Effective and Successful Parenting
Godwin S. Ashiabi, Ph.D., former Human Development Specialist, University of Missouri Extension
Making mistakes is part of parenting, but we have to learn from them to become successful parents. Research on successful parenting summarized by the National Institute of Child Health and Human Development (NICHD) suggests that being a successful parent means being effective, consistent, active and attentive. As an effective parent, your words and actions influence your child the way you want them to. A consistent parent is one that follows similar principles or practices in words and actions. An active parent participates in the life of his or her child, and an attentive parent pays attention to his/her child’s life to know what is going on. According to the NICHD research summary, parents have to respond, prevent, monitor, mentor, and model behaviors in day-to-day parenting activities to become successful parents
Parental Responsiveness. It means not only giving your child attention, but ensuring that you are responding to your child, not reacting; and that your response is appropriate to the child’s age, the situation, physical and emotional needs of the child, and not too late. To respond appropriately also means that you take some time to think through things before you speak, do anything, or make a decision.
Build a strong but flexible bond of trust between you and your child; a bond that can stand up to difficult times, but flexible enough to survive changes. As a parent, ask yourself do my words get across what I am trying to say? Do my actions match my words? Do I know the reasons for my child’s actions or behavior? Am I being a consistent parent?
Prevention of Problems. Prevention involves not only saying no or stop, but spotting possible problems before they arise, and knowing how to work through problems. To be able to spot problems you have to be involved in your child’s life. Being involved helps you know how your child usually thinks, feels, and acts and will help you to notice when things begin to change. Also, set realistic limits and enforce them consistently, and create healthy ways for your child to his/her express feelings.
Know how to work through a problem when it arises, and understand that each problem is different, and how you solve them may also differ. If you feel overwhelmed talk to other parents, a friend, or relative. Admit when a problem is more than you can handle alone or requires special expertise, and get outside help.
Parental Monitoring. As a monitor you pay attention to your child and his/her surroundings, friends and peers. You also ask questions, make decisions, set limits, and encourage your child’s positive choices when you aren’t there. To be an effective monitor means being able to determine and know who your child with is; where your child is; what your child doing is; when your child will be home or leaving home; and how your child will get there or get home?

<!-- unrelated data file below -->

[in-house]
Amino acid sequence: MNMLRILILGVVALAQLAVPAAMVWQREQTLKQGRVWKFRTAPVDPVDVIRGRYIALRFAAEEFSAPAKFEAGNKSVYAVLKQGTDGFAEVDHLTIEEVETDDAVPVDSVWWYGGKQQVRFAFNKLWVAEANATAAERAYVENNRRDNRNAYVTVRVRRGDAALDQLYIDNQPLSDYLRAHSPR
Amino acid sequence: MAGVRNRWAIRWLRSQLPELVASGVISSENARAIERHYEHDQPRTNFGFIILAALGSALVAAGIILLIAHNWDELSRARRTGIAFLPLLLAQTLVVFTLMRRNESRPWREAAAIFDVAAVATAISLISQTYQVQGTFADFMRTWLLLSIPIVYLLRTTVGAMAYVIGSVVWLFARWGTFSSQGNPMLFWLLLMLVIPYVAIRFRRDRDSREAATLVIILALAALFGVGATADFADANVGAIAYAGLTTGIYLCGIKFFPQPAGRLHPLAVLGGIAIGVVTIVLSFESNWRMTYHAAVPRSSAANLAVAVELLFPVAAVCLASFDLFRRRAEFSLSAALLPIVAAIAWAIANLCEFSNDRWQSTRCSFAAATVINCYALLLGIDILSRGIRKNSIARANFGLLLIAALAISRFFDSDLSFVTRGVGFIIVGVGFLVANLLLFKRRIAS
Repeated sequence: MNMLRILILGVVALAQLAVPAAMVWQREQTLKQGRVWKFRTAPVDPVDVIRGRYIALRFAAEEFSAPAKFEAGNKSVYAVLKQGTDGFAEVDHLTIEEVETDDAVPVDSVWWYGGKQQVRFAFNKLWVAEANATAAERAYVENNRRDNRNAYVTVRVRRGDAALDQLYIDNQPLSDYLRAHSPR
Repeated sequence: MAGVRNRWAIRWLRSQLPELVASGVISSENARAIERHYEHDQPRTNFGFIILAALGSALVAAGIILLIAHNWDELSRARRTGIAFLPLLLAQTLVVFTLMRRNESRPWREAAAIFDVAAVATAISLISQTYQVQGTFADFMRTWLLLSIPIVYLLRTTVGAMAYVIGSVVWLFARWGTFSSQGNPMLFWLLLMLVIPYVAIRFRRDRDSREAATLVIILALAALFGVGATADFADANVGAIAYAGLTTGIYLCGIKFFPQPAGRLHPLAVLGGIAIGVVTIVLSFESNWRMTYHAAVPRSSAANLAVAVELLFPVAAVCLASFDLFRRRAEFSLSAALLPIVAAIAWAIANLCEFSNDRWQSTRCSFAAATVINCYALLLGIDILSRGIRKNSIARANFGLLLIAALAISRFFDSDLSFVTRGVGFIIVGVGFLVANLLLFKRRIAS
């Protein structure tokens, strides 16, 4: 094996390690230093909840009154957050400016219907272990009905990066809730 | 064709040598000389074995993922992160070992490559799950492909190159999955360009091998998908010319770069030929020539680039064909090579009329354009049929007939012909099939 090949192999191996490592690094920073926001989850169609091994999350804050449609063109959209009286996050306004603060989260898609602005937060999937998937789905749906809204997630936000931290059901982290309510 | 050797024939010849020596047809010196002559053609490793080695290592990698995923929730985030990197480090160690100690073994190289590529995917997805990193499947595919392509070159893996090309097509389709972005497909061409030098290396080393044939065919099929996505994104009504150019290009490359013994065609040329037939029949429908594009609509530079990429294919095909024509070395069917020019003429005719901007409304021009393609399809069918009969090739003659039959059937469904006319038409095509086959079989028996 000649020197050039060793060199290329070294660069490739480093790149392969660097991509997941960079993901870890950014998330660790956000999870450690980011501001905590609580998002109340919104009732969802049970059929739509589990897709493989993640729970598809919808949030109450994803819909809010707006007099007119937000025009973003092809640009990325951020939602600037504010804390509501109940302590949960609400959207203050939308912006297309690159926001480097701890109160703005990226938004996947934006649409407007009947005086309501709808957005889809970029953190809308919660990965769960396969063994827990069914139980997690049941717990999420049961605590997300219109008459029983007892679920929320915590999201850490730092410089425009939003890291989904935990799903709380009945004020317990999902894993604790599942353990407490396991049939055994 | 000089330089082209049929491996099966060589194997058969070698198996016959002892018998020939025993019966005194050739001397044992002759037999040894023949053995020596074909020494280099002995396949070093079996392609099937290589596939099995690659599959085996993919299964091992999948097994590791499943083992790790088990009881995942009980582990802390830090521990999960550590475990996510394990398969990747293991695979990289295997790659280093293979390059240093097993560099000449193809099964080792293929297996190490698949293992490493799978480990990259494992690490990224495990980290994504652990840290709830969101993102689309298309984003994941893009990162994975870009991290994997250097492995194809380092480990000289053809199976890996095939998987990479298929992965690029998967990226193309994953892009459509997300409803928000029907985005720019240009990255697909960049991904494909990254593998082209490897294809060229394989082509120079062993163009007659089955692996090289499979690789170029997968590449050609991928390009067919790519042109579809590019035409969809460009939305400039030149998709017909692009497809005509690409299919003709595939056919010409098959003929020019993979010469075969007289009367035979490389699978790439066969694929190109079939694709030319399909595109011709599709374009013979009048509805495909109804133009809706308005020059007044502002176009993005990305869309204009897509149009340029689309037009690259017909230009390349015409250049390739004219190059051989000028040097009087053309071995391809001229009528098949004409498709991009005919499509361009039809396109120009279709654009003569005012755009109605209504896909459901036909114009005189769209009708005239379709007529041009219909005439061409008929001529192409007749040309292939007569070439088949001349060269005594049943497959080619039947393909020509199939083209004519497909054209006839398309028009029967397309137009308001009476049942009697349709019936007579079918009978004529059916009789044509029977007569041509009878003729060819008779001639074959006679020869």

As a monitor, open lines of communication when your child is young and keep them open. Tell your child the thoughts and ideals you value and why. Know what your child is watching, reading, playing, or listening to. You also have to ask “I am being flexible?”
Parental Mentoring. A mentor is someone who provides support, guidance, friendship, and respect to a child. As a mentor you help your child learn more about him/herself, how the world works, and his/her role in that world, and you also support your child as he/she learns.
As a mentor be honest about your own strengths and weaknesses; your child can benefit from hearing about your mistakes. Respect your child’s thoughts and opinions without judging them. Support your child’s interests and strengths, but don’t force things. Introduce your child to things that you like to do. This is a useful way for your child to learn more about you. Also, try not to be judgmental of your child.
Parental Modeling. Being a model means that you use your words and actions as examples that show your beliefs, values, and attitudes in action for your child every day. As a model you may want to: "do as you say and say as you do" because children want to act like their role models, not just talk like them.
You also want to show respect for other people, including your child; be honest with your child about how you are feeling; make sure your child knows that being angry does not mean not loving; and pinpoint things that you wouldn’t want your child’s role model to do, and make sure you aren’t doing them. Some thoughts to consider: are you being a positive role model? In sum, be sure your words and actions match, and that you are being honest with yourself about your own actions.
Adapted from NICHD/NIH (2001). Adventures in parenting: How responding preventing, monitoring, mentoring, and modeling can help you become a successful parent. Washington, DC: National Institute of Child Health and Human Development/National Institute of Health.
Last Updated 05/05/2009